Sonny Boy Williamson

By: Brian Berger
March 30, 2012

This is a tale of two Sonny Boys; JOHN LEE “SONNY BOY” WILLIAMSON (1914-48) was almost certainly the first. Born and raised near Jackson, Tennessee, from his first 1937 recordings onward, Williamson — who’d settle in Chicago — was one of the blues’ leading figures: a virtuoso harmonica player and an inspired, slurry vocalist of darkness and wit. Of his many sides as leader, two favorites are the madcap “Blues That Made Me Drunk” (guitarist Big Bill Broonzy and pianist Blind John Davis contribute to the racket) and the scarifying “Black Panther Blues” (“you could hear me holler/and man, I didn’t have time to swallow”), the latter contemporary with Victor-Bluebird label-mate Spike Jones’ late 1942 Nazi-mocking “Der Fuehrer’s Face.” Not to be outdone, in November 1944 — a two-year-long musicians’ strike having intervened — Williamson came back fighting, ready to “Win The War” (below) in both the European and Pacific theaters. In the end, Williamson was defeated: his murder unreported in the Chicago Defender or Billboard and forever unsolved. Only later did friends like Yank Rachell recall the news (below). Meanwhile in Helena, Arkansas, another highly talented blues singer, Alex “Rice” Miller (1912-65) billed himself Sonny Boy Williamson! And, indeed, from 1951 onward, Millers’ own great, loud and poetic records followed. Who was greater? “Shit! That Big Foot motherfucker could play that harp, man,” said fellow Arksansan, Robert Lockwood Jr. “There wasn’t no comparison to then and there ain’t no comparison to Sonny Boy today.” I disagree, delighting in the disorder of both.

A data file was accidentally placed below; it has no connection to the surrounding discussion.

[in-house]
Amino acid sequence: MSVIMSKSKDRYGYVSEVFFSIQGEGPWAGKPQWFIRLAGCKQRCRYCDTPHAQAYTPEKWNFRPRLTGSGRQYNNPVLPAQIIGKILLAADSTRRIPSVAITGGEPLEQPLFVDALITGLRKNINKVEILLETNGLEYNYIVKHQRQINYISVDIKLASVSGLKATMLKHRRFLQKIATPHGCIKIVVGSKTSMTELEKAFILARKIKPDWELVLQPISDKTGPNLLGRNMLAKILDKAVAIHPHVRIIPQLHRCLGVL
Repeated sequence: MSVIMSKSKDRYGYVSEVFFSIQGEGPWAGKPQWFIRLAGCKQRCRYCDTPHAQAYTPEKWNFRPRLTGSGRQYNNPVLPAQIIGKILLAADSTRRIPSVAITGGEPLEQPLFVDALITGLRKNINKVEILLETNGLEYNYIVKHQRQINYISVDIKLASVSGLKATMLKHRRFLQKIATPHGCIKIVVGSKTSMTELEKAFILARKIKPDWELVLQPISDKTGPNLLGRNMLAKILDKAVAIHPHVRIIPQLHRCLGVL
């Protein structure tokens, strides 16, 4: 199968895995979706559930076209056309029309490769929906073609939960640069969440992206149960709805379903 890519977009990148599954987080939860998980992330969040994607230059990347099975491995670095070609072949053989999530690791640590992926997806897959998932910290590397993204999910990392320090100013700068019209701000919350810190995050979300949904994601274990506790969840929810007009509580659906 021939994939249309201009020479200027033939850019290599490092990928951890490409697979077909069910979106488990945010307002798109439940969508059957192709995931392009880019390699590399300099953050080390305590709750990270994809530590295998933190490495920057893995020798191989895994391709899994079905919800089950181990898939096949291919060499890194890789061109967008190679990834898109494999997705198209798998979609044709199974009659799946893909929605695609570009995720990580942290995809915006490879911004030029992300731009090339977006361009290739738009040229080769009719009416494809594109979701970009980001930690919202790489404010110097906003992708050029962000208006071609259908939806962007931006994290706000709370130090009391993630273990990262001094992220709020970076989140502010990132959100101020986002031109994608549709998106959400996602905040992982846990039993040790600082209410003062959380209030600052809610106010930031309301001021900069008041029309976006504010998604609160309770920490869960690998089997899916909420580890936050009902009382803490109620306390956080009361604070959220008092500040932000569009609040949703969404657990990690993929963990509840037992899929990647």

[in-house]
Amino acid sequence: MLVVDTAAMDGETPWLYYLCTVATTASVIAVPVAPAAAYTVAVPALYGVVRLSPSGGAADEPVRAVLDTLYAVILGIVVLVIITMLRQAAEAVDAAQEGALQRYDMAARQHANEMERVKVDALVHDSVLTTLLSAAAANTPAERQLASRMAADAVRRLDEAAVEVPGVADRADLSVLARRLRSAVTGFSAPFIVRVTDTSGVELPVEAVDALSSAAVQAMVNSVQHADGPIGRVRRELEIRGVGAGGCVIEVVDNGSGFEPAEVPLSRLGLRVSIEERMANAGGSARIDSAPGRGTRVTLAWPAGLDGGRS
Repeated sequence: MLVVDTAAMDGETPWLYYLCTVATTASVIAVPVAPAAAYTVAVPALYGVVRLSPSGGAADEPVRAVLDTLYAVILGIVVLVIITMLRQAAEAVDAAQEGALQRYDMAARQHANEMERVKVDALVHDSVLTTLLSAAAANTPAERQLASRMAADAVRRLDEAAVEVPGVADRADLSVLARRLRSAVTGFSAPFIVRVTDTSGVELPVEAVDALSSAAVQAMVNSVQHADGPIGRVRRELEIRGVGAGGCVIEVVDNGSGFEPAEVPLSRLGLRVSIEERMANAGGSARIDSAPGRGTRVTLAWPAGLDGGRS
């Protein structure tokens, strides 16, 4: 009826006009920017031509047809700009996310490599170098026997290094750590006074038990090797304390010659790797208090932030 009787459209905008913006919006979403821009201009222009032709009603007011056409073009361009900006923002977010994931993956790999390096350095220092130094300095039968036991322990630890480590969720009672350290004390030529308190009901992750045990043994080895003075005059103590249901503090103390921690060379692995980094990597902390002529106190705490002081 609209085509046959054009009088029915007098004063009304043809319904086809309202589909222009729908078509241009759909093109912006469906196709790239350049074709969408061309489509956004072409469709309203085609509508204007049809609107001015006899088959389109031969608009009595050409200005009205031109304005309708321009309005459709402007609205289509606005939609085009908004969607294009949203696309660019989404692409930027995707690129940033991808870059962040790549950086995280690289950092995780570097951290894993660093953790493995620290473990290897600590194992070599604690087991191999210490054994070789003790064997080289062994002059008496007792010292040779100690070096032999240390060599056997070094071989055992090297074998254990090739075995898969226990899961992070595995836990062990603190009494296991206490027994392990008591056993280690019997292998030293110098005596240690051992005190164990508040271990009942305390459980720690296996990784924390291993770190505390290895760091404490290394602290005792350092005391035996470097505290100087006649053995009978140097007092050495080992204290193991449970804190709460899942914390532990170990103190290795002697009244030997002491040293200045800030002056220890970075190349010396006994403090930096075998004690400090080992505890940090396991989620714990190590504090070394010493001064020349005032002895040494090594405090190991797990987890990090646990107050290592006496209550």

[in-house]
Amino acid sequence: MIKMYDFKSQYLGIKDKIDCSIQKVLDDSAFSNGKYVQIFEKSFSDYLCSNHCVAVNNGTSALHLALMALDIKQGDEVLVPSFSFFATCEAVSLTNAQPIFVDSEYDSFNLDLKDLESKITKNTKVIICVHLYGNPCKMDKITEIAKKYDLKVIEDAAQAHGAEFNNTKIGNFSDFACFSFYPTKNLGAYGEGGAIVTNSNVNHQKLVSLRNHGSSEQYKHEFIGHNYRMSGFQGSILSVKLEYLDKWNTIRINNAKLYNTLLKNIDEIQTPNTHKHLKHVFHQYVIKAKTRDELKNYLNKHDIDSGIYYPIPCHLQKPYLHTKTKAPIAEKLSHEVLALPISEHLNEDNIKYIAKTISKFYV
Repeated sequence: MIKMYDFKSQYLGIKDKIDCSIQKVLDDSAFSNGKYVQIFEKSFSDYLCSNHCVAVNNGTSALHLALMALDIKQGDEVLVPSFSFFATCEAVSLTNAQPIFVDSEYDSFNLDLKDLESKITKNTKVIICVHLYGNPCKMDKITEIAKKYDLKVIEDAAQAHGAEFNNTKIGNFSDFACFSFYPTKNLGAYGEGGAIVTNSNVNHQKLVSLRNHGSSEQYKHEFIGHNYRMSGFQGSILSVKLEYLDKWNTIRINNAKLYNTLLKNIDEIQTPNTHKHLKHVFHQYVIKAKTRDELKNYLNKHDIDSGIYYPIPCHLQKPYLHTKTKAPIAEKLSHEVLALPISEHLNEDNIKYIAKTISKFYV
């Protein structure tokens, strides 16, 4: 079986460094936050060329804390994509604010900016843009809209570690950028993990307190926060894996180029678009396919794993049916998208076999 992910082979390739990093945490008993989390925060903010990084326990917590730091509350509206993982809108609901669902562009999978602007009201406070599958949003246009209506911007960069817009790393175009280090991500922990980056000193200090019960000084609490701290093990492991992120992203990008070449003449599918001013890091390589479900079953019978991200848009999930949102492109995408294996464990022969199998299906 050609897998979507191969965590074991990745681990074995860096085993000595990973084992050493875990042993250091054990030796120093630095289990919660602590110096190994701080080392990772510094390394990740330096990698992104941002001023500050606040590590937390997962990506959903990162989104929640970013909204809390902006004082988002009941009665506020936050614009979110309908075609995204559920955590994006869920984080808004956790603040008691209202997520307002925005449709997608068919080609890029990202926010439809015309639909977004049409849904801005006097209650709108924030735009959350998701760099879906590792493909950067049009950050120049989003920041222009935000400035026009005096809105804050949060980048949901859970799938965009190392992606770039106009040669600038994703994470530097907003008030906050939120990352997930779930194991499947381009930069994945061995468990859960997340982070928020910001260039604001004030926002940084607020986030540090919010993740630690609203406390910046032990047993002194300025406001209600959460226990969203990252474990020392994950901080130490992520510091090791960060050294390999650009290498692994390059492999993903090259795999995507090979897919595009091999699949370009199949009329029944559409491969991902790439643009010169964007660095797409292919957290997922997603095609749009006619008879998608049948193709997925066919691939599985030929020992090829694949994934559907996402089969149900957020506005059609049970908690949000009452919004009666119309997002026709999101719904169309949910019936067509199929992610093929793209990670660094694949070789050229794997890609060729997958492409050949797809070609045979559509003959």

On his or her birthday, HiLobrow irregularly pays tribute to one of our high-, low-, no-, or hilobrow heroes. Also born this date: Frankie Laine.

READ MORE about men and women born on the cusp between the Partisan (1904-13) and New God (1914-23) Generations.


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